Hunting a Snark? | Rudi Knoops

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exploring uncharted terrain on the New Media map (after Lewis Carroll)

Flocking behaviour & influence maps

I’ve been exploring  different scenario’s how to in a controlled way use randomness  in the large interactive wall for the museum installation. Randomness and control? Indeed,  there is always some kind (and degree) of  control when you integrate randomness.
I’ve been experimenting with the ‘Assembler’ code  from yaief.wordpress.com/2008/12/09/fun-with-flash-assembler/. One possible idea was to use treelike structures as background for each of the 12 elements of the installation:


influencing Flocking behaviour using image maps from Rudi Knoops on Vimeo.

This video shows the output of the Flash experiment where an influence map is used to control the flocking behaviour of particles. More specifically:  the particles line up in the form of the influence map used: a treelike structure.

When using 2 such ‘elements’ within one Flash project, it became immediately clear that this was too CPU intensive. Pity.

Conclusion: interesting technology, but not usable for the project I’m working on now.

motion tracking in processing

I’m currently building a playful Processing application for the pre-opening of the new Media & Design Academy building at C-Mine. The pre-opening is scheduled for the weekend of april 25-26 2009. So I have quite some time left to finetune the draft version I have now.

using my old phone as trigger

using my phone as trigger, the red square outlining the blob

Concept = The mirrored video image of people passing in a specific frame is projected lifesize. When you stand still in the frame, you just have the projection of your mirror image. Movement will reveal an extra layer.  Using motion detection, particles of ribbons that follow the movement in the frame are superimposed upon the videosource.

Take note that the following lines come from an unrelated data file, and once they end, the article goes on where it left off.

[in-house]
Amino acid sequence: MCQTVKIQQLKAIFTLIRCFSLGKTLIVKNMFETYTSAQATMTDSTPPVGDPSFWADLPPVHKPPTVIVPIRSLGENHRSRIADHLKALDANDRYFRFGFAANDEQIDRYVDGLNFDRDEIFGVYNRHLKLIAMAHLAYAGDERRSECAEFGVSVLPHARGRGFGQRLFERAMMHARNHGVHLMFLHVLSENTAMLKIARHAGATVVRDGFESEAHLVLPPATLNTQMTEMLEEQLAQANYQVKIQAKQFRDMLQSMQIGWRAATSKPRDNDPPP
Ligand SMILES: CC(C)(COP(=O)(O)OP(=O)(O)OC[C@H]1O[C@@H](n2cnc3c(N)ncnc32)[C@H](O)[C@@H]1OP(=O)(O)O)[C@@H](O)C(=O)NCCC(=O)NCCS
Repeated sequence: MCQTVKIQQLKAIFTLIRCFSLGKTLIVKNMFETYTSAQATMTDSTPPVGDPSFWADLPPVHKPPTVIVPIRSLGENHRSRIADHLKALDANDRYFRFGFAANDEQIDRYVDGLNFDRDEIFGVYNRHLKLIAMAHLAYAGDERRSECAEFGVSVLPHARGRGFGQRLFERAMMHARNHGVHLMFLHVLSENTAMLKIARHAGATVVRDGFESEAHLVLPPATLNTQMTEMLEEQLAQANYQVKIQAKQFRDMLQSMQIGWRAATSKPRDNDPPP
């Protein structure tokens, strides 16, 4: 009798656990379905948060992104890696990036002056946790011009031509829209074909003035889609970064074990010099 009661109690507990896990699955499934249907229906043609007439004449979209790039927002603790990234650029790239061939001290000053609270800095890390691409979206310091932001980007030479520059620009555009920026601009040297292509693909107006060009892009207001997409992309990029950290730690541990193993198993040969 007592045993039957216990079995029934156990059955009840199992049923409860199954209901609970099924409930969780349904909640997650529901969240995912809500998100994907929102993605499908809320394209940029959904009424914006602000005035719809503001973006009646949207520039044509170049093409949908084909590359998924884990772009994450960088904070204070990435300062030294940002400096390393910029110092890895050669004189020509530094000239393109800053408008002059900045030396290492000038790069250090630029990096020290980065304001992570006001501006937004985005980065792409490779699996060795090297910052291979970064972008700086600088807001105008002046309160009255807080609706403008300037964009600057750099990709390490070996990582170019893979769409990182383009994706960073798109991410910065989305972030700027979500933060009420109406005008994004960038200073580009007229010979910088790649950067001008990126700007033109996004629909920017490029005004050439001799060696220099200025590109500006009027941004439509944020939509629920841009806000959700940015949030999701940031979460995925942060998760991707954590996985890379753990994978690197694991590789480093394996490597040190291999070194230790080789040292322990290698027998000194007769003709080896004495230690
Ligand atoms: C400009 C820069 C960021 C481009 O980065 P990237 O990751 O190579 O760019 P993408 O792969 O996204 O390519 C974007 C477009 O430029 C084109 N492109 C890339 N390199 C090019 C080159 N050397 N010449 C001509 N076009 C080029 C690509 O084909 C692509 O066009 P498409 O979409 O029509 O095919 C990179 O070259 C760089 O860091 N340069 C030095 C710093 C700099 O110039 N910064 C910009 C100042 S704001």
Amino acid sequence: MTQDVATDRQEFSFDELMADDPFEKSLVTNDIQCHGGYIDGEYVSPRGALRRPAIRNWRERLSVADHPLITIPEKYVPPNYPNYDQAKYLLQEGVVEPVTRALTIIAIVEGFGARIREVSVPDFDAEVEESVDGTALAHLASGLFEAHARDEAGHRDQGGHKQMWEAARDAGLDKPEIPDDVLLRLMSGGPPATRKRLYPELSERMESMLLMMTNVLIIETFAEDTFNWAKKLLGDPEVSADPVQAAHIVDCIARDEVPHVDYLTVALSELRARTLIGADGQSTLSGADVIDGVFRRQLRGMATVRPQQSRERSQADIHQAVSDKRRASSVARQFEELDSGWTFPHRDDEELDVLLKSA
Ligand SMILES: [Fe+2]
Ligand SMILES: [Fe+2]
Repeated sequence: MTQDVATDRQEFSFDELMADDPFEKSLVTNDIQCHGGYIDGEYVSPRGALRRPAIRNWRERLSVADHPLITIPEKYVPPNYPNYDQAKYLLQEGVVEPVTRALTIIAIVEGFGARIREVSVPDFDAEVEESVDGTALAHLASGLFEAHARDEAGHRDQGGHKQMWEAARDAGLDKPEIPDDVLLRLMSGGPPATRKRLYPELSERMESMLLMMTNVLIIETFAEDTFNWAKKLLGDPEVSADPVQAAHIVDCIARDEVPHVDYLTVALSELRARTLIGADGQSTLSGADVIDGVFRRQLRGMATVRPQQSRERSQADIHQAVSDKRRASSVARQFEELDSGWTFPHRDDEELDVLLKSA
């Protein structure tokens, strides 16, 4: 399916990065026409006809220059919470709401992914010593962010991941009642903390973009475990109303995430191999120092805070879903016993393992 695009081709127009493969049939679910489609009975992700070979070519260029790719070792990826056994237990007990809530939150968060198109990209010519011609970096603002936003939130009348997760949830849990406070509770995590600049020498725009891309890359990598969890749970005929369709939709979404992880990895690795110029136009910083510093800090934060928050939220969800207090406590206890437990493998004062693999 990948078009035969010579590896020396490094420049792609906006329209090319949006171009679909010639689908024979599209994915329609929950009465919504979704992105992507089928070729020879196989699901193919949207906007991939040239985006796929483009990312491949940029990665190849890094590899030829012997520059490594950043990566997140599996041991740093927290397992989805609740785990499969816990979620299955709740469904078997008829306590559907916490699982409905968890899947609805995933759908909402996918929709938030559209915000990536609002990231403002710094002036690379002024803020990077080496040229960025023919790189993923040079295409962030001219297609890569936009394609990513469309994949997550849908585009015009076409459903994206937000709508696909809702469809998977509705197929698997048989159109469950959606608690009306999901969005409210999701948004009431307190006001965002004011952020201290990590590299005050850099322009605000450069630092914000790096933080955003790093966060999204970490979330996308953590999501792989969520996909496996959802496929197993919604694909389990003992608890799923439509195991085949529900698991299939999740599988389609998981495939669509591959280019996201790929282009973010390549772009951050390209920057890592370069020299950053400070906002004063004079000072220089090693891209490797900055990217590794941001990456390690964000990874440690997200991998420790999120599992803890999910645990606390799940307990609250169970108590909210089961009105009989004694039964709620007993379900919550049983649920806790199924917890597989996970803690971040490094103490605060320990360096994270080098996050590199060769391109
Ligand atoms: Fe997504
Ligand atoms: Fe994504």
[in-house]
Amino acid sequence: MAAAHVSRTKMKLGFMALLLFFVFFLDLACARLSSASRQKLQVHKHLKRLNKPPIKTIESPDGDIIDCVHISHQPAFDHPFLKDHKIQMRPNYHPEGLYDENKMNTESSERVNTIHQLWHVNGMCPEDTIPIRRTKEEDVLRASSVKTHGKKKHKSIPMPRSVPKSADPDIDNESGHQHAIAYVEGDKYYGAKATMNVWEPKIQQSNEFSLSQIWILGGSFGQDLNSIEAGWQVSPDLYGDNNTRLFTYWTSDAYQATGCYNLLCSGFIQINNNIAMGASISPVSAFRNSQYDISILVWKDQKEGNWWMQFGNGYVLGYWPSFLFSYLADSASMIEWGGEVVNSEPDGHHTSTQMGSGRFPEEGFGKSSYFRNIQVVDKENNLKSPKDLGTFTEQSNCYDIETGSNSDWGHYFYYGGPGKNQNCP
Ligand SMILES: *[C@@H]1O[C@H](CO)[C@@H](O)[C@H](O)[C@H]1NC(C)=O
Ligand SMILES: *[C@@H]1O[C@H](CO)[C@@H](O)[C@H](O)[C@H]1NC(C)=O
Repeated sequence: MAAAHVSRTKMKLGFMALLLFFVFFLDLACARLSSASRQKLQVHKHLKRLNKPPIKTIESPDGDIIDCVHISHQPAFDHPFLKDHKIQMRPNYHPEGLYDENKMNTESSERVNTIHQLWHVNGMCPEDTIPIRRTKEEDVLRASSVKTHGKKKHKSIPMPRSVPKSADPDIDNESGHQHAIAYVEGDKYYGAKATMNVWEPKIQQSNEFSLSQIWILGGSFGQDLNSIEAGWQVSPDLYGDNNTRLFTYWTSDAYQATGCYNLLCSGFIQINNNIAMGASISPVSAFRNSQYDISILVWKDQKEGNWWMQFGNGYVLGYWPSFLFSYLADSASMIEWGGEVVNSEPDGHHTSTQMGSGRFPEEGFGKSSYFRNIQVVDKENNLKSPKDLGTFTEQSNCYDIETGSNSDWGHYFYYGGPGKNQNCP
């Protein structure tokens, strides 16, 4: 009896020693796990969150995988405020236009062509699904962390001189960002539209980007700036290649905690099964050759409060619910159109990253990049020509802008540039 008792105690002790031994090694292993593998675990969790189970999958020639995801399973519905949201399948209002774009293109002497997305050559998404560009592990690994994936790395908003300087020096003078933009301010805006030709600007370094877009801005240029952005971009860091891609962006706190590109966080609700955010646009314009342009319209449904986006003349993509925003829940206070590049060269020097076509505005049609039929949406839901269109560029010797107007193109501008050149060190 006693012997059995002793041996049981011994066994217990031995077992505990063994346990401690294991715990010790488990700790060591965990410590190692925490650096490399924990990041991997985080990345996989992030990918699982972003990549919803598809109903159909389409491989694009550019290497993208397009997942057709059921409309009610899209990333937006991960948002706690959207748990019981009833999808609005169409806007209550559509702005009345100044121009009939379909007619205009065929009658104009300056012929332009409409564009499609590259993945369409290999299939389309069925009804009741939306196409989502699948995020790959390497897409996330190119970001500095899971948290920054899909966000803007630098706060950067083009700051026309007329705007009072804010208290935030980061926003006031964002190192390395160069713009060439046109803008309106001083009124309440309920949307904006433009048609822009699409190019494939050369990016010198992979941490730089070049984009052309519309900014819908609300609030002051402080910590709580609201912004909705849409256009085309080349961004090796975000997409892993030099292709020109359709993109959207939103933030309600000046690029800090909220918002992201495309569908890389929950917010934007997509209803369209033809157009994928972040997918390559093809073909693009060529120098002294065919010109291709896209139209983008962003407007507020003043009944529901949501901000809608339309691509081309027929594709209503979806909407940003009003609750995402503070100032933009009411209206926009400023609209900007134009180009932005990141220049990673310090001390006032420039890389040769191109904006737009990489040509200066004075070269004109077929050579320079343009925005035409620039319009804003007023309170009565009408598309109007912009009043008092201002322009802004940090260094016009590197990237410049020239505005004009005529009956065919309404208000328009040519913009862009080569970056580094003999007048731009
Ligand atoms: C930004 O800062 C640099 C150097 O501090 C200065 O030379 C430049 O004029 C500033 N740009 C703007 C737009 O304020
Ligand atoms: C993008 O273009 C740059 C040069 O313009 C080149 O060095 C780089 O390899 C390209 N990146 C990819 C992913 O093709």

Curious how people will interact with this.

For the time being it’s based on motion tracking as provided in the JMyron processing library.

I took out the visualisation of the blobs (well not yet everything, as keeping some visual reference in an unfinished product is a real time saver while still in production. I just have to outcomment a few lines of code when completely finished.)

And I added:

  • Mirroring of the video input image
  • the 2D ribbon code graceously provided by James Alliban, which I linked to the motion tracking output.

Still to implement:

  • Mirroring of the motion tracking output.
  • Limiting the amount of blobs.  (based on luminance levels, well, in fact on colour)

What I have now works best in a dark setting: writing particles using a light source (my mobile phone).

If you browse James Alliban’s blog, you’ll notice that I got my inspiration from his virtual ribbons experiment. I’m only using his 2D ribbon code though, but combining this with other chunks of code into a real application, forces me to delve deeper into Processing, and will probably prove to be quite a learning experience.

Will be continued…

 

June 2017
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I currently have a PhD fellowship at KU Leuven, Associated Faculty of the Arts. This blog documents my PhD research, where I explore the workings of cylindrical anamorphosis in audiovisual media. My practice based arts research shows an evolution towards installation-based works.